See the CREATE TABLE page of the SQLite3 documentation for much more information.
Some social examples
Saved SQL command sequences for restoring often start with commands for deleting and creating tables.
/* Delete the tables if they already exist */ drop table if exists Highschooler; drop table if exists Friend; drop table if exists Likes; /* Create the schema for our tables */ create table Highschooler(ID int, name text, grade int); create table Friend(ID1 int, ID2 int); create table Likes(ID1 int, ID2 int);
Allowed data “types”
The datatypes of sqlite3 are relatively simple. They seem like the elementary types of C.
NUMERIC— dates, decimal fixed point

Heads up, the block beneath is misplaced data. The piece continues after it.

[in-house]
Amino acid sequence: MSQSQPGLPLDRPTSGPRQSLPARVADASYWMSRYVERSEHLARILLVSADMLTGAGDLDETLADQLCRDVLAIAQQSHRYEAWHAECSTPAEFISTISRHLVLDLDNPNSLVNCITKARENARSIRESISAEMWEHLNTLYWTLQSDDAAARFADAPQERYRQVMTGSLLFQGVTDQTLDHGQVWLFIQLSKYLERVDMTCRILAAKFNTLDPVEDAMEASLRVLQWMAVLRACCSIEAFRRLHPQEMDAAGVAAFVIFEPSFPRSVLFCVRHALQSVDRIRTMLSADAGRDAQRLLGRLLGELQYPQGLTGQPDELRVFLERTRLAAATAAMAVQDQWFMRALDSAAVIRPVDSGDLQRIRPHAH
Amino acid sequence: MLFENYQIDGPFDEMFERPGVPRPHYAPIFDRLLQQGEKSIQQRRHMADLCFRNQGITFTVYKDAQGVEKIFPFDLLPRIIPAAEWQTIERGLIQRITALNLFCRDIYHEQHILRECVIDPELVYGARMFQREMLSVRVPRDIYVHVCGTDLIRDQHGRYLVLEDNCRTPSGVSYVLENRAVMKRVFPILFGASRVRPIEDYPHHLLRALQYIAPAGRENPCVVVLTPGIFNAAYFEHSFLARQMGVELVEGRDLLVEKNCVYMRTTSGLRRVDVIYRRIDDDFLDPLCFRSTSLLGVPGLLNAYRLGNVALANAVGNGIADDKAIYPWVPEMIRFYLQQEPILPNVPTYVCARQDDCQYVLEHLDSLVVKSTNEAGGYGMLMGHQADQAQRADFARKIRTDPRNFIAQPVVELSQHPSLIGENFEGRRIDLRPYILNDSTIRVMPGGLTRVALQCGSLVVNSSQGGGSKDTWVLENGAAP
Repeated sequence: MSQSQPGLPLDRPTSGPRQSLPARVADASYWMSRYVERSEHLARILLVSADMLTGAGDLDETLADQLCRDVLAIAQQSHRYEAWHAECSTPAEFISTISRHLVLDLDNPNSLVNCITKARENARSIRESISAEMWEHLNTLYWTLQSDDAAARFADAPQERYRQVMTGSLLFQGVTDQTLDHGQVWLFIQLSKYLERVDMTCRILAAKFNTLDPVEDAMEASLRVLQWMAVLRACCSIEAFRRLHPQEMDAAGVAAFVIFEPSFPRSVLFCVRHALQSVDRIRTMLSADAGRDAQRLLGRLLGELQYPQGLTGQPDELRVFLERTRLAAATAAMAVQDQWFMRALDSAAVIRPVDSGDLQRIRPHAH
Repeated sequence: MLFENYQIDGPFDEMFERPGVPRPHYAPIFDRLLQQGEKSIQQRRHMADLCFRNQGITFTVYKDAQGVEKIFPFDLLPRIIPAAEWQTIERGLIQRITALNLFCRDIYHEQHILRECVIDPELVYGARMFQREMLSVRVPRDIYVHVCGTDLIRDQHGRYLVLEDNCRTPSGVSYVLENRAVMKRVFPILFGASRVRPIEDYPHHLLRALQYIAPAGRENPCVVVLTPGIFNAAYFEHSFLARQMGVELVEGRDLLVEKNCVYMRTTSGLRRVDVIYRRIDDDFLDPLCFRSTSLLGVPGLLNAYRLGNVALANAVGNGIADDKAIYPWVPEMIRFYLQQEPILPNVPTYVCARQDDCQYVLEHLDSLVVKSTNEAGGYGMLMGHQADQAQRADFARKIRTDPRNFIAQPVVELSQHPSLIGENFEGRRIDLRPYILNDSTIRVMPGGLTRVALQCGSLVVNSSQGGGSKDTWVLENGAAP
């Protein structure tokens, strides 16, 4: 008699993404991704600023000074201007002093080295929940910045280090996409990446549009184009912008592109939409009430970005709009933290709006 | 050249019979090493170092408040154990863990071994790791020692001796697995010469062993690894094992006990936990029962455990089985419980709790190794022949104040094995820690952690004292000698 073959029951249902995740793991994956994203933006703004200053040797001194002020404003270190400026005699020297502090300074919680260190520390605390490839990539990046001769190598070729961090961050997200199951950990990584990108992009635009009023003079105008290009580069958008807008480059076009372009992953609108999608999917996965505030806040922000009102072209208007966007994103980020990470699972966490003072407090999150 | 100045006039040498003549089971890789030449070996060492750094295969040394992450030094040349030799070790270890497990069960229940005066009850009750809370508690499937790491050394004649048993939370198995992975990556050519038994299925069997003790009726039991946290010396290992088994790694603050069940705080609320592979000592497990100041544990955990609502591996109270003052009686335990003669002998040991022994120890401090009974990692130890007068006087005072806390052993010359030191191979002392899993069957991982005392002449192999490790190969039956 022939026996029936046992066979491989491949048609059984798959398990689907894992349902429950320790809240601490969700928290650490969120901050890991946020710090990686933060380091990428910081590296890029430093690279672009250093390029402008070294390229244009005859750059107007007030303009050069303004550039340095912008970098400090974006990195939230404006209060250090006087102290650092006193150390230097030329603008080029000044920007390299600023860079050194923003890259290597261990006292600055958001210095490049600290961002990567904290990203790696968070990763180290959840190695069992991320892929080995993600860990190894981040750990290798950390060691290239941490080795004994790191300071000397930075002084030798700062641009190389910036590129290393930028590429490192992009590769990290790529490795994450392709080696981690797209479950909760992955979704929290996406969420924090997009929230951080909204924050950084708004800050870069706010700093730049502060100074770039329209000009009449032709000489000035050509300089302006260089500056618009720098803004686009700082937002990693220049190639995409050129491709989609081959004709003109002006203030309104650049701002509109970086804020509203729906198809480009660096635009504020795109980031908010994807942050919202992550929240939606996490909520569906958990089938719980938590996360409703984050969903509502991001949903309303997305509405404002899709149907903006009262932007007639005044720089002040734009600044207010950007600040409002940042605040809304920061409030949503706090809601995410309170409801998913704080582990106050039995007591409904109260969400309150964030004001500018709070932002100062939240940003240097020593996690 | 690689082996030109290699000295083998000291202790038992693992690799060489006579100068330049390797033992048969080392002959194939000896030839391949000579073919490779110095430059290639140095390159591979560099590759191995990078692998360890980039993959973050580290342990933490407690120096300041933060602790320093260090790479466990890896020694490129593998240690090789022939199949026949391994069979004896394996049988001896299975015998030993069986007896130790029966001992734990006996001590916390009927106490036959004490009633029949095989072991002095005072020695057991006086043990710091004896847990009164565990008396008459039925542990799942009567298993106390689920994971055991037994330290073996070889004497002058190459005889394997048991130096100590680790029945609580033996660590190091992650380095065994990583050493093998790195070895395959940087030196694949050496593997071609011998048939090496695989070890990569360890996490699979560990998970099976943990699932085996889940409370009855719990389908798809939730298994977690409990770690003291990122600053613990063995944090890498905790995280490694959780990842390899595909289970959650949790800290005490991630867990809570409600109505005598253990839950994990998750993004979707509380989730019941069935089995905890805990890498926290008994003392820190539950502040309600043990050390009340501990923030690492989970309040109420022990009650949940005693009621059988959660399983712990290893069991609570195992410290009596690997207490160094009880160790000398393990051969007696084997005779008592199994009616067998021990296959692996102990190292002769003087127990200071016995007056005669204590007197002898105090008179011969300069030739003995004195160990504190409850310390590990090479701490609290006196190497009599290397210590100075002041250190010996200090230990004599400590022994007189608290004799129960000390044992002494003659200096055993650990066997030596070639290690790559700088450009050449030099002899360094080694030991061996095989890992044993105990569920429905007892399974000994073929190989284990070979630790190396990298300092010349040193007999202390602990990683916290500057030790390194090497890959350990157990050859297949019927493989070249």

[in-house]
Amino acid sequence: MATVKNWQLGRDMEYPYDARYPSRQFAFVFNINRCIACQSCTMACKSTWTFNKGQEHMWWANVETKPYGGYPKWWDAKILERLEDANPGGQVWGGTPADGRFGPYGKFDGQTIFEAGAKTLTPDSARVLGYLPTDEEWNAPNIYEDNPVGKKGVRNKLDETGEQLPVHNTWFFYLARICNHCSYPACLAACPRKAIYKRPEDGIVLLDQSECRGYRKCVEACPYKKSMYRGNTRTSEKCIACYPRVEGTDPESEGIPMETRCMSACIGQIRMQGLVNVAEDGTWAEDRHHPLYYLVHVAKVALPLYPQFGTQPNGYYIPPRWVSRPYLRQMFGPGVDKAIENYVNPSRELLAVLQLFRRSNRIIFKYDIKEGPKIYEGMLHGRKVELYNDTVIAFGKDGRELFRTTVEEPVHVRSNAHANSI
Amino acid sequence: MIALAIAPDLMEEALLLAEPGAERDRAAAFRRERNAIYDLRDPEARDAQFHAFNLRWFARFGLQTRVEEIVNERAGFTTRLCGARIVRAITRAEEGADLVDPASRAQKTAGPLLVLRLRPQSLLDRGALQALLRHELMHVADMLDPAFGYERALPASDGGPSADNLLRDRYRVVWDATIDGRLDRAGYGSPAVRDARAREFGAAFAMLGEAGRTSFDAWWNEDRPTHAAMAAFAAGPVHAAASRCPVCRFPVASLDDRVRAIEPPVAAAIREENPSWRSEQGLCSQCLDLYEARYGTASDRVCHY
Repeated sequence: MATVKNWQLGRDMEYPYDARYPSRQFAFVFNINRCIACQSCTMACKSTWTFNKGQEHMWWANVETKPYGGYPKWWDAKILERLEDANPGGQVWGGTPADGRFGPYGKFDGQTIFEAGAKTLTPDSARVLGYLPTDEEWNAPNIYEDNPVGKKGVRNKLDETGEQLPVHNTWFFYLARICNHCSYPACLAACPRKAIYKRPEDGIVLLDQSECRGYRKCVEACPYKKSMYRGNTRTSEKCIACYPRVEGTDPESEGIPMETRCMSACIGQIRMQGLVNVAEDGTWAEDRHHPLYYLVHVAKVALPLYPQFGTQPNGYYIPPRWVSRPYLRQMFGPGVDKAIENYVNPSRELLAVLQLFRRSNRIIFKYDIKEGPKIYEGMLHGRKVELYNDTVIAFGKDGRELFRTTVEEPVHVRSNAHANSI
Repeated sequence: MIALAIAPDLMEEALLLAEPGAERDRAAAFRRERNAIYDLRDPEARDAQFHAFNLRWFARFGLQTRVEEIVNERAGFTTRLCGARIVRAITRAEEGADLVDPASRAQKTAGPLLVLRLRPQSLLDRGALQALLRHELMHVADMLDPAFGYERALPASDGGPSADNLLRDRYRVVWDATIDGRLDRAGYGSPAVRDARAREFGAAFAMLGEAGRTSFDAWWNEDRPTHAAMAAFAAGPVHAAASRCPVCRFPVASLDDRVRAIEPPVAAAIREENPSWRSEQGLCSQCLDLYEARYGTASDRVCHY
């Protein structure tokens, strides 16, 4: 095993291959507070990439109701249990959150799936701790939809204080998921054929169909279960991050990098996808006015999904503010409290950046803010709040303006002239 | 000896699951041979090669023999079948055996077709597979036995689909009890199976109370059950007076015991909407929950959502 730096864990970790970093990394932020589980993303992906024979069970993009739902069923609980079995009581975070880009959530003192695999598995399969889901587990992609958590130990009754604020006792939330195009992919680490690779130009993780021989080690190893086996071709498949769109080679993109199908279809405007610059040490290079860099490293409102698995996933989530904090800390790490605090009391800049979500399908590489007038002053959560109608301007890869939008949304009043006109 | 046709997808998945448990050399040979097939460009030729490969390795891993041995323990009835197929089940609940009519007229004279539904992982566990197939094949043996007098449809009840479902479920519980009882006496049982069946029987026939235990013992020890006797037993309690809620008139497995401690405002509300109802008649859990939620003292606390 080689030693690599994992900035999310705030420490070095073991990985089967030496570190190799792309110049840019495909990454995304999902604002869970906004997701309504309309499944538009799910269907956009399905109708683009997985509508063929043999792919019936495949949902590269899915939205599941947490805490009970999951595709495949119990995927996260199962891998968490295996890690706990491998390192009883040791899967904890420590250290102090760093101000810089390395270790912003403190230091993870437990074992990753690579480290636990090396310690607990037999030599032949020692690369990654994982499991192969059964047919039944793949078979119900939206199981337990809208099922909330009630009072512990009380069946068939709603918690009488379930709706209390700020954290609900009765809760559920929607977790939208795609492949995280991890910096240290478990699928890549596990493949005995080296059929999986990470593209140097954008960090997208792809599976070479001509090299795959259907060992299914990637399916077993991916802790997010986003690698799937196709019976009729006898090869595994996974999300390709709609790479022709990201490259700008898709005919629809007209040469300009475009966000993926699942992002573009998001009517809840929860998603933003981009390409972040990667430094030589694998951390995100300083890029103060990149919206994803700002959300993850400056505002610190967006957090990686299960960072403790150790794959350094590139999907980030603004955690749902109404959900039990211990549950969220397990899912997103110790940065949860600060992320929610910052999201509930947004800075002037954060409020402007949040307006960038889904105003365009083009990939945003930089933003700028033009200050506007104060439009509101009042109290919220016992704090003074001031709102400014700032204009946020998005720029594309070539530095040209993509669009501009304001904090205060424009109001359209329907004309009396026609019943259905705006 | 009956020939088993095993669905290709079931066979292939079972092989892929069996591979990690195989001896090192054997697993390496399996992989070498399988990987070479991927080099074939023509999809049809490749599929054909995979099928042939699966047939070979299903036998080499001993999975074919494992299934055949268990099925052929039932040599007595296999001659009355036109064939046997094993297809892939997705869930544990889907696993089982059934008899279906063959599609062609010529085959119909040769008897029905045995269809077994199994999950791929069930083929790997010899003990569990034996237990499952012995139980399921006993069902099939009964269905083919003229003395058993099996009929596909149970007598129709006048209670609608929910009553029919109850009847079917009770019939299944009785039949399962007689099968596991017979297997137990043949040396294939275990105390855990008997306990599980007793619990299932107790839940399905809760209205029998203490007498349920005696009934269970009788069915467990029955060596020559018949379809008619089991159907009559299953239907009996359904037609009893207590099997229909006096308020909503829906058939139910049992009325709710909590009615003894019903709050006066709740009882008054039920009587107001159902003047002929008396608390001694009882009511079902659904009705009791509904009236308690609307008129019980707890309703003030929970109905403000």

BLOB— binary large object?
However, in other database management systems, there are many more choices.
has a extensive
list of SQL
Data Types for Various DBs.
The larger list for MySQL is more common.
Pay particular attention to the
VARCHAR types that places limits on the size of
In many tables, the column constraint is as important as the column datatype. sqlite3 supports the usual set of column constraints.
REFERENCES— for foreign keys
CHECK— for arbitrary and complex validation
Here is how the original table definitions might use these constraints.
create table Highschooler(ID INT PRIMARY KEY, name TEXT NOT NULL, grade INT CHECK (grade BETWEEN 9 AND 12)) ; create table Friend(ID1 int REFERENCES Highschooler(ID), ID2 int REFERENCES Highschooler(ID)) ;